Joi Ito's Web

Joi Ito's conversation with the living web.

Photo of camera
by Jeff Koga
The Motion Picture Association of America (MPAA) is paying the Los Angeles police department to install cameras to crack down on DVD bootleggers. So far four cameras have been installed and six more are on the way. Although the LAPD refuses to say where the cameras are installed, but there is information on Xeni's post on Boing Boing. The post also contains funny details of their adventure.

I hadn't realized that there was DVD piracy activity in LA. I wonder how much "lost revenue" they will recoup from these cameras. I wonder what else the LAPD going to use these cameras for. Having said that, I think we probably have more cameras per square inch in Tokyo than in LA. Welcome to our world.

Xeni has filed a story with Wired News about this as well.


Hi, Joi -- Sean Bonner created some topographical maps of the site, and posted those along with more photos and his first-person account over at Check it out:

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Hi, Joi -- Sean Bonner created some topographical maps of the site, and posted those along with more photos and his first-person account over at Check it out:

The MPAA spends a quarter million $ to prevent the sale of some crappy DVD's you can download in higher quality on the internet... makes you wonder: perhaps the wanted buzz in the news around the issue is more important ... [we will crack down on piracy!]

Dear Joi:

The last time I went to an industry screening here for a really hot movie, the audience was informed that the four people standing in front of the screen wearing night vision goggles were private detectives hired to catch anyone who tried to record the presentation on a video. That was before they passed a new law, making it a felony to do this. The going rate for that kind of suveillance would be about $50 per hour each. About 50 cents for every member of the audience, all industry professionals. Fairly cheap insurance against piracy.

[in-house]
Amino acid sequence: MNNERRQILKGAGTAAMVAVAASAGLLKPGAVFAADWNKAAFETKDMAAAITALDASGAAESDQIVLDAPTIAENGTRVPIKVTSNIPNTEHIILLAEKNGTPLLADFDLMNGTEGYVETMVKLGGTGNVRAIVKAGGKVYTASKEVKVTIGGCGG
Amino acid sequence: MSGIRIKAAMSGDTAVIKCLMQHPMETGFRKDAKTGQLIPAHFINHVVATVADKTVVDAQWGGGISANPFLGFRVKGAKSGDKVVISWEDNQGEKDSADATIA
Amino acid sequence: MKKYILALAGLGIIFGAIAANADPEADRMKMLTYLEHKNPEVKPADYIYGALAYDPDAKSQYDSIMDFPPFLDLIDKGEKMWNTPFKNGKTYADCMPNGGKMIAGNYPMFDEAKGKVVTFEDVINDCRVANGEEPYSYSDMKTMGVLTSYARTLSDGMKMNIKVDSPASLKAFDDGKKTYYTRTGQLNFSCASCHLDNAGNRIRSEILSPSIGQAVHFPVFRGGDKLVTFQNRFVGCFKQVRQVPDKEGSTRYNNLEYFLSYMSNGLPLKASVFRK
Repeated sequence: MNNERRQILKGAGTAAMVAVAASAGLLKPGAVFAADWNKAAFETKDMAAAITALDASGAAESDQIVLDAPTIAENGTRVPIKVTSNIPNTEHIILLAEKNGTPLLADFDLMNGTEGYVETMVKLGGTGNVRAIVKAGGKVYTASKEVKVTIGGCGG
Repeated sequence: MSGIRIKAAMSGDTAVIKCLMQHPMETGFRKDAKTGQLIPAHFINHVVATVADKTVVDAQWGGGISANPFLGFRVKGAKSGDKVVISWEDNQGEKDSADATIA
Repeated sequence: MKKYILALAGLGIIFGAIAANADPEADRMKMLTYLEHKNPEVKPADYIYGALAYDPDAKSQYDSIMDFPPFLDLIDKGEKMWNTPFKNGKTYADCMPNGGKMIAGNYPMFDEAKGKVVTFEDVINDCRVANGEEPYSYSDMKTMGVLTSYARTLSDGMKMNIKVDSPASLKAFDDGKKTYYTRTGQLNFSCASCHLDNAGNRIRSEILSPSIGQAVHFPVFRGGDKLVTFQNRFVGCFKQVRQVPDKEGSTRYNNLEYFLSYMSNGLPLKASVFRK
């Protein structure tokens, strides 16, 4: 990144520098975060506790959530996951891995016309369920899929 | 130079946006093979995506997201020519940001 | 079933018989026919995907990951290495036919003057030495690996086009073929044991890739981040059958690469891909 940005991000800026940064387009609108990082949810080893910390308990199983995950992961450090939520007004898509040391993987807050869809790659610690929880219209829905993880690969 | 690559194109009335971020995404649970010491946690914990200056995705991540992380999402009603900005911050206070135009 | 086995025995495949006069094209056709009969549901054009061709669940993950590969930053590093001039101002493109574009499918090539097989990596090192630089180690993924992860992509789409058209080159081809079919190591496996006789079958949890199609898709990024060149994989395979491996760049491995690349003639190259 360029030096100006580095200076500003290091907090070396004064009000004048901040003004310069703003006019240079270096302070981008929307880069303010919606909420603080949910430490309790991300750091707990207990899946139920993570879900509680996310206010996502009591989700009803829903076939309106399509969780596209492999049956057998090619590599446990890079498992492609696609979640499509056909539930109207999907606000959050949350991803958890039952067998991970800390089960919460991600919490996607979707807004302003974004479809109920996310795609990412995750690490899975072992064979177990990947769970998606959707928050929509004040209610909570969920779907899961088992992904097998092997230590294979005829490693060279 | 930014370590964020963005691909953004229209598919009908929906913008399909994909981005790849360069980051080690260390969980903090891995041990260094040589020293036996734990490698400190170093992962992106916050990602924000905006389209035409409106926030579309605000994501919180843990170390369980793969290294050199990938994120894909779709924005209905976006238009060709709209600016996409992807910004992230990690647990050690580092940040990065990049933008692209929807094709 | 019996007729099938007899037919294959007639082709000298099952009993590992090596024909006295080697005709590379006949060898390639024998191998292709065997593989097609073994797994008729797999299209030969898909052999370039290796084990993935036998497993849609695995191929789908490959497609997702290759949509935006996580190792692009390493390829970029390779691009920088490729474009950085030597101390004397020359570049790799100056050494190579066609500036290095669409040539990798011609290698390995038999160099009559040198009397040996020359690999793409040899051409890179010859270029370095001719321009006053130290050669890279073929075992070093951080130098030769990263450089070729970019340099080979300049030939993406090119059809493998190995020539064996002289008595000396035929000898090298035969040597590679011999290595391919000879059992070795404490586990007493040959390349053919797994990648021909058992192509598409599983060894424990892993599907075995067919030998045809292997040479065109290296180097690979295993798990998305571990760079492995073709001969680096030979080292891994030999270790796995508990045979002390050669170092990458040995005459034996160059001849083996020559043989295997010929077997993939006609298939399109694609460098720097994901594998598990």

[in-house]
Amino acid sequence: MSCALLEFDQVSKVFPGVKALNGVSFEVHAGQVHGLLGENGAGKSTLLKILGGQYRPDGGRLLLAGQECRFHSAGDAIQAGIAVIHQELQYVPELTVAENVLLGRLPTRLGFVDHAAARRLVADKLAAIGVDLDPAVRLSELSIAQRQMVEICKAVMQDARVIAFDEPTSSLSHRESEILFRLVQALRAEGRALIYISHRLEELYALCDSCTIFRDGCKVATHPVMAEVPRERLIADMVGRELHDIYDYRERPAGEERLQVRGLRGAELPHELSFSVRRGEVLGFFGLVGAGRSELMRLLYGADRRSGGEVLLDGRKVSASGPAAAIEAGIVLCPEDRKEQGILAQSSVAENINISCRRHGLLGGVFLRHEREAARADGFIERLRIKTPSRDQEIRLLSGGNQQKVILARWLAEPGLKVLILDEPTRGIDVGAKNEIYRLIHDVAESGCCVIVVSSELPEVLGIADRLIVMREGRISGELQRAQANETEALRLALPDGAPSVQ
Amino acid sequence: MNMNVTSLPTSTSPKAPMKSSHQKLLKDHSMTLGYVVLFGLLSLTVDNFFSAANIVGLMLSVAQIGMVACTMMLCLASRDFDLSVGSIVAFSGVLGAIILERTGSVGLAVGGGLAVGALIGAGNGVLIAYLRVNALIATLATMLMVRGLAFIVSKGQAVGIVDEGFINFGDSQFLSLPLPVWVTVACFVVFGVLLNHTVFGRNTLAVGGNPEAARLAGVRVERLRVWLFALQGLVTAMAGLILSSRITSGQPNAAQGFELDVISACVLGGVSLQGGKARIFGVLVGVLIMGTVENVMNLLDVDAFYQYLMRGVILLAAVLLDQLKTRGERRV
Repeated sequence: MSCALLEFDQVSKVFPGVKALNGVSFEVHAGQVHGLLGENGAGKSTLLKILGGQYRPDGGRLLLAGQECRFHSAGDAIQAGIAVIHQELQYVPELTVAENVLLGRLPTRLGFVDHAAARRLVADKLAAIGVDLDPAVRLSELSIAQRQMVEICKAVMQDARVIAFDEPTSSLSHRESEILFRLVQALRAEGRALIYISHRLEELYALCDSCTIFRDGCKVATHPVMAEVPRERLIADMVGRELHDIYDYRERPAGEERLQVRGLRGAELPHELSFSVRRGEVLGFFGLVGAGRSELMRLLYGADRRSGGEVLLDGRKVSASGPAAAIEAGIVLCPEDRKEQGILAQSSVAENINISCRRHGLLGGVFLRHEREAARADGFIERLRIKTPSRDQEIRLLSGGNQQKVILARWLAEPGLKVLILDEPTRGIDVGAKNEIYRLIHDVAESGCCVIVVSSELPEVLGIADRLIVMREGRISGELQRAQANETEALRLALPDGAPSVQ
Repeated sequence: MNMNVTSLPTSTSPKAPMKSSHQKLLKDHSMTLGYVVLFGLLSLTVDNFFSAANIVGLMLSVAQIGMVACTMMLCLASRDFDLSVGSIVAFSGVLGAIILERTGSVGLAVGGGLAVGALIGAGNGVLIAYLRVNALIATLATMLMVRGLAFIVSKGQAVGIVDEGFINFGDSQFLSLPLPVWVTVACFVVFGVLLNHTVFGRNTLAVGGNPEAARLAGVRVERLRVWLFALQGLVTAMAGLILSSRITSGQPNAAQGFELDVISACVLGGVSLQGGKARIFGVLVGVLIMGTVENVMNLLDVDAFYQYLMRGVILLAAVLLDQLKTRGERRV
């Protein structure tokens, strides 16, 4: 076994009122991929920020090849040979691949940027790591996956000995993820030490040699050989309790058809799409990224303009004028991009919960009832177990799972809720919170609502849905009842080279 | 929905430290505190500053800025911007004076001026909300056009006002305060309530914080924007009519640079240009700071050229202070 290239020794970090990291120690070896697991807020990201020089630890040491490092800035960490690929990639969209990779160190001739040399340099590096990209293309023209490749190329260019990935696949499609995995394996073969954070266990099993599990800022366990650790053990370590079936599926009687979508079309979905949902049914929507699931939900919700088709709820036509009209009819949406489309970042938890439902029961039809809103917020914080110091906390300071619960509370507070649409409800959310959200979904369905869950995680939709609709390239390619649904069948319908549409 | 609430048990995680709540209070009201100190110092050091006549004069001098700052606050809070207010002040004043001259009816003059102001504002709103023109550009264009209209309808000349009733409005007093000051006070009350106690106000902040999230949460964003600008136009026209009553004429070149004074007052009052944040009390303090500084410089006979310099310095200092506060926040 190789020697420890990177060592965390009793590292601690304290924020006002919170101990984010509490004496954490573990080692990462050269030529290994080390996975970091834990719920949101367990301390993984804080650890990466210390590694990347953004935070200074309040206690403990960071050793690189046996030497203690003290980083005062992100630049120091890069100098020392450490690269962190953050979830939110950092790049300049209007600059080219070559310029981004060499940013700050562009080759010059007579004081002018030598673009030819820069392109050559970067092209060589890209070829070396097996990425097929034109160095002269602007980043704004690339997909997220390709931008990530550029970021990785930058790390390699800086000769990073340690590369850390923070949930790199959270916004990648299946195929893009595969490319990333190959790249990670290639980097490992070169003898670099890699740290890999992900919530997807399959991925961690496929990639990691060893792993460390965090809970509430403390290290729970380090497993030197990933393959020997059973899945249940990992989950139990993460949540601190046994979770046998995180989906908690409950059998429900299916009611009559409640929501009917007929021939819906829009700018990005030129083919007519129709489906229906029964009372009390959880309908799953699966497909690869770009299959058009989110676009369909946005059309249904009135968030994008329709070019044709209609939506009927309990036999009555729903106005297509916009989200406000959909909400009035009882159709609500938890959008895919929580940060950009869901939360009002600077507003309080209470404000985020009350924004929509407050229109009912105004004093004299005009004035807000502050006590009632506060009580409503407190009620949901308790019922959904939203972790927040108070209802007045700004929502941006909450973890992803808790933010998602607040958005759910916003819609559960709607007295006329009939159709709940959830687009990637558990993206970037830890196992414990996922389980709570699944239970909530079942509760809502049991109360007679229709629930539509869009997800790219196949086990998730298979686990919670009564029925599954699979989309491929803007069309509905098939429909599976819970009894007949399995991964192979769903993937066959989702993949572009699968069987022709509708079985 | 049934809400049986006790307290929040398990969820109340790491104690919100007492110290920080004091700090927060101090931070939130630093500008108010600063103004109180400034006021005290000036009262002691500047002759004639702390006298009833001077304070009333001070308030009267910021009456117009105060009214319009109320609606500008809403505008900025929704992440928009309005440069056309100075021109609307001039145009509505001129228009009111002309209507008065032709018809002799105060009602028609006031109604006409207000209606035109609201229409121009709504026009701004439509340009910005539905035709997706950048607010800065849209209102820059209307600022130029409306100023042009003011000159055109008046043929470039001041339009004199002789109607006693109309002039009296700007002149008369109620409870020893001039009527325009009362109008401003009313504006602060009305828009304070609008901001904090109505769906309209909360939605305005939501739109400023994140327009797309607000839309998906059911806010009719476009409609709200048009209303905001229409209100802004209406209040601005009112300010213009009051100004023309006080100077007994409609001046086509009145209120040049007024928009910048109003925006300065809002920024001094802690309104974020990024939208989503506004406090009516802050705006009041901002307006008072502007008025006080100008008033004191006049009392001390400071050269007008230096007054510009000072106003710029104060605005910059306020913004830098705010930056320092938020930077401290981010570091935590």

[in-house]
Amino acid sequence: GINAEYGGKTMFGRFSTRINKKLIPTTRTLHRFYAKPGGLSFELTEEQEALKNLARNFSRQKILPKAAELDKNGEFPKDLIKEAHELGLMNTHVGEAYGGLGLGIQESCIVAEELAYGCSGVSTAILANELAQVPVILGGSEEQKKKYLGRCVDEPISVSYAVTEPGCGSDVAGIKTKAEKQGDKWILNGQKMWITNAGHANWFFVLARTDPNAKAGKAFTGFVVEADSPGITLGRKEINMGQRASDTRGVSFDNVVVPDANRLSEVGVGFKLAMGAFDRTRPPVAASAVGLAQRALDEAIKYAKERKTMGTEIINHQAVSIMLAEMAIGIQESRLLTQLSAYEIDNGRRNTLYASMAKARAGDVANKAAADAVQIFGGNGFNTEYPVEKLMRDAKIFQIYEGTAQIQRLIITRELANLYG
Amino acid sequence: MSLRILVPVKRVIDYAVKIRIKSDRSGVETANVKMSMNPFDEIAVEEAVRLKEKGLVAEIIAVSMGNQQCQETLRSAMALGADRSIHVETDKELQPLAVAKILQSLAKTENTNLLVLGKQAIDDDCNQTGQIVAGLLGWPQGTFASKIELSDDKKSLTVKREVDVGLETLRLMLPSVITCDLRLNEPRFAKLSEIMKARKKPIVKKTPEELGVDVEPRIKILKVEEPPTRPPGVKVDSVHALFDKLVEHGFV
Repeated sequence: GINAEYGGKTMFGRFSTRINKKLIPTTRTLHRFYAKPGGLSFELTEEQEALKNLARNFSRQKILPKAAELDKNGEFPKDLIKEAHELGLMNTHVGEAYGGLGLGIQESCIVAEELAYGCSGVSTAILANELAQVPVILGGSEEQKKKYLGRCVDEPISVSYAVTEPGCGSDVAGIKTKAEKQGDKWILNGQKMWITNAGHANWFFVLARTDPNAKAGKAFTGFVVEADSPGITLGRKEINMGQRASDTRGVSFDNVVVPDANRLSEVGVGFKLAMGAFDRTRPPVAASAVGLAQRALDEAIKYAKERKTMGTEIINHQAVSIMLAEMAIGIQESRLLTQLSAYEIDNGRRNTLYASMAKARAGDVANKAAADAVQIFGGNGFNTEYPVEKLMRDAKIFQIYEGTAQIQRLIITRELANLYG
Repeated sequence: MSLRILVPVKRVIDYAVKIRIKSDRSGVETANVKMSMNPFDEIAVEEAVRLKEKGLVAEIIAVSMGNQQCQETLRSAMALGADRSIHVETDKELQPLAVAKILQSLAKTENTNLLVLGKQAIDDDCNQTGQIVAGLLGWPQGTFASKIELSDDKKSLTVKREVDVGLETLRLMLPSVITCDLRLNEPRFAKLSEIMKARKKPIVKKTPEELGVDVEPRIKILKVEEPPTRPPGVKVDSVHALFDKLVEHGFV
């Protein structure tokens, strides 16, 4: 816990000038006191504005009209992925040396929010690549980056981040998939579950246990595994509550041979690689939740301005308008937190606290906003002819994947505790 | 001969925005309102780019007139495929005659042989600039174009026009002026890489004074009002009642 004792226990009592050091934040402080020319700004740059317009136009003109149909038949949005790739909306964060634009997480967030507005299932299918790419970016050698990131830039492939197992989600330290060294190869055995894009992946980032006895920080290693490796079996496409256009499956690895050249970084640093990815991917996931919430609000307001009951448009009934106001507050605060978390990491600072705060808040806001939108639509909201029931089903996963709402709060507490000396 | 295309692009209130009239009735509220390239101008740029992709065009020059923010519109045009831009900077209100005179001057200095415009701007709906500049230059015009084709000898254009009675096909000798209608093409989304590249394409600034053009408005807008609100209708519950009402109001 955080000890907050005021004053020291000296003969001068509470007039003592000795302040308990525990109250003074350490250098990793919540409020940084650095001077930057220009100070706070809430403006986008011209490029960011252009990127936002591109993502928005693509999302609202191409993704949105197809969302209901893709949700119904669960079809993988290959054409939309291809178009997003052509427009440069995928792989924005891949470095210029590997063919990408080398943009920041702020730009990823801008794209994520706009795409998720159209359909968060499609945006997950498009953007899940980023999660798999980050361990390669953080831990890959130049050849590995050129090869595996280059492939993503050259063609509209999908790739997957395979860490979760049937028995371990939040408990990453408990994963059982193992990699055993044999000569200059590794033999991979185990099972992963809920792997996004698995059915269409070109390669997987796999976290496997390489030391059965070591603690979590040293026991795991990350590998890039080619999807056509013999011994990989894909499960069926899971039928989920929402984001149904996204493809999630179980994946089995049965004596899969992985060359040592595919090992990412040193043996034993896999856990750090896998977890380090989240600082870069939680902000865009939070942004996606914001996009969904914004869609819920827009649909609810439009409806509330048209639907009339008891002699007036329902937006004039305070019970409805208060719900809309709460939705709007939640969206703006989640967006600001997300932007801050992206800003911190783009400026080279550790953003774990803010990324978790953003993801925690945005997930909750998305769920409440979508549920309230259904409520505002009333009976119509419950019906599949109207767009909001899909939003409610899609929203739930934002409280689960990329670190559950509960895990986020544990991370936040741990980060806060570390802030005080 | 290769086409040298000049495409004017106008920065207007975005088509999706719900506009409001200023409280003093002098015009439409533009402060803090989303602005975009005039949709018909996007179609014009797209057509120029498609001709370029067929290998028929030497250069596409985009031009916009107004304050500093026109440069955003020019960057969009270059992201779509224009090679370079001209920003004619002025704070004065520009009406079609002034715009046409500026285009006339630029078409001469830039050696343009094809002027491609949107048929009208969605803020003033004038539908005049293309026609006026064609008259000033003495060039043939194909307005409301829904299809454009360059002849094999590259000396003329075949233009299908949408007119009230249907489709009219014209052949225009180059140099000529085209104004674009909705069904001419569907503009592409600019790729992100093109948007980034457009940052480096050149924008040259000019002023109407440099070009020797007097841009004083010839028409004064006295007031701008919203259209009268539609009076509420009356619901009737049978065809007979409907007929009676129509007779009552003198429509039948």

Joi - there's DVD piracy activity in your backyard.
Just walk along Roppongi and you'll see guys behind tables selling bootlegged DVDs. Nuts.

yeah DVD bootlegging and also high quality cd-rs sales are really everywhere. When I lived in Birmingham, AL you could pick up bootleg DVDs of newly released movies at the convience stores. I remember seeing Constatine for sale before it hit theaters.

Francis - the bootlegs being sold in LA (at least the ones we checked out) wheren't the 'filmed in the audience' variety, these had time stamps and other crap, or where different movies entirely. They are definitely coming from a source other than audience videos.

Sean: What difference does that make? It was an industry screening, meaning the people there all work making movies and should know better. There is a lot of money to be made of course. They caught an LAPD Captain selling pirated DVDs last year. Theft is theft. Having spent more than 20 years in the security business (aka "asset protetion") I can only applaud any effort to keep people from stealing product. Yeah, detectives with night vision googles are a little chilling, but whatever works, right? What gets me is the hypocritical stance taken by some big media outfits, who complain about this kind of thing and then turn around and steal rights from creators like myself.

What's next, Canal St in NYC?

Why is it so impossible to make everything?

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